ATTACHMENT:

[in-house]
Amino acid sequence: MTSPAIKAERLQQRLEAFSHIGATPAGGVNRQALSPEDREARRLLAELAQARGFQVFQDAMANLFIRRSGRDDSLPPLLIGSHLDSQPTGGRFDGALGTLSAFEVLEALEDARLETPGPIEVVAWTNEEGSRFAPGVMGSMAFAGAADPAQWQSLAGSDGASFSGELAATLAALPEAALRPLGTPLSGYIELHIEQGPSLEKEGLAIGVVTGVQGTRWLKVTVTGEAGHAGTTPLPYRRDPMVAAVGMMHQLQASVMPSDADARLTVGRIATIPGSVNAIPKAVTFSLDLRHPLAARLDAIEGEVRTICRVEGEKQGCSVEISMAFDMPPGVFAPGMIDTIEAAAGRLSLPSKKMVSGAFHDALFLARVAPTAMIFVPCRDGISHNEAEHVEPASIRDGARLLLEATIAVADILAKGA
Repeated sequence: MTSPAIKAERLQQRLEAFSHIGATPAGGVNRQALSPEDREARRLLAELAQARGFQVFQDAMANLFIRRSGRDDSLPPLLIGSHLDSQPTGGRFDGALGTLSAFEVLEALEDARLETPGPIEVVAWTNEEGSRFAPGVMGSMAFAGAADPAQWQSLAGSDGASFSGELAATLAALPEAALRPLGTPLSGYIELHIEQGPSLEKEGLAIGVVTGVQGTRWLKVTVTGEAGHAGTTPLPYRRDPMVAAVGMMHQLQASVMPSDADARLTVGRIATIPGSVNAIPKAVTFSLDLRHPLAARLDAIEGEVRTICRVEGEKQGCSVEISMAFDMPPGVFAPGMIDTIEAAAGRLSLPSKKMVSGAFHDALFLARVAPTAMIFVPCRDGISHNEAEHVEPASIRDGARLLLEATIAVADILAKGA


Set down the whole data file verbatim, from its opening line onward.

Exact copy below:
[in-house]
Amino acid sequence: MTSPAIKAERLQQRLEAFSHIGATPAGGVNRQALSPEDREARRLLAELAQARGFQVFQDAMANLFIRRSGRDDSLPPLLIGSHLDSQPTGGRFDGALGTLSAFEVLEALEDARLETPGPIEVVAWTNEEGSRFAPGVMGSMAFAGAADPAQWQSLAGSDGASFSGELAATLAALPEAALRPLGTPLSGYIELHIEQGPSLEKEGLAIGVVTGVQGTRWLKVTVTGEAGHAGTTPLPYRRDPMVAAVGMMHQLQASVMPSDADARLTVGRIATIPGSVNAIPKAVTFSLDLRHPLAARLDAIEGEVRTICRVEGEKQGCSVEISMAFDMPPGVFAPGMIDTIEAAAGRLSLPSKKMVSGAFHDALFLARVAPTAMIFVPCRDGISHNEAEHVEPASIRDGARLLLEATIAVADILAKGA
Repeated sequence: MTSPAIKAERLQQRLEAFSHIGATPAGGVNRQALSPEDREARRLLAELAQARGFQVFQDAMANLFIRRSGRDDSLPPLLIGSHLDSQPTGGRFDGALGTLSAFEVLEALEDARLETPGPIEVVAWTNEEGSRFAPGVMGSMAFAGAADPAQWQSLAGSDGASFSGELAATLAALPEAALRPLGTPLSGYIELHIEQGPSLEKEGLAIGVVTGVQGTRWLKVTVTGEAGHAGTTPLPYRRDPMVAAVGMMHQLQASVMPSDADARLTVGRIATIPGSVNAIPKAVTFSLDLRHPLAARLDAIEGEVRTICRVEGEKQGCSVEISMAFDMPPGVFAPGMIDTIEAAAGRLSLPSKKMVSGAFHDALFLARVAPTAMIFVPCRDGISHNEAEHVEPASIRDGARLLLEATIAVADILAKGA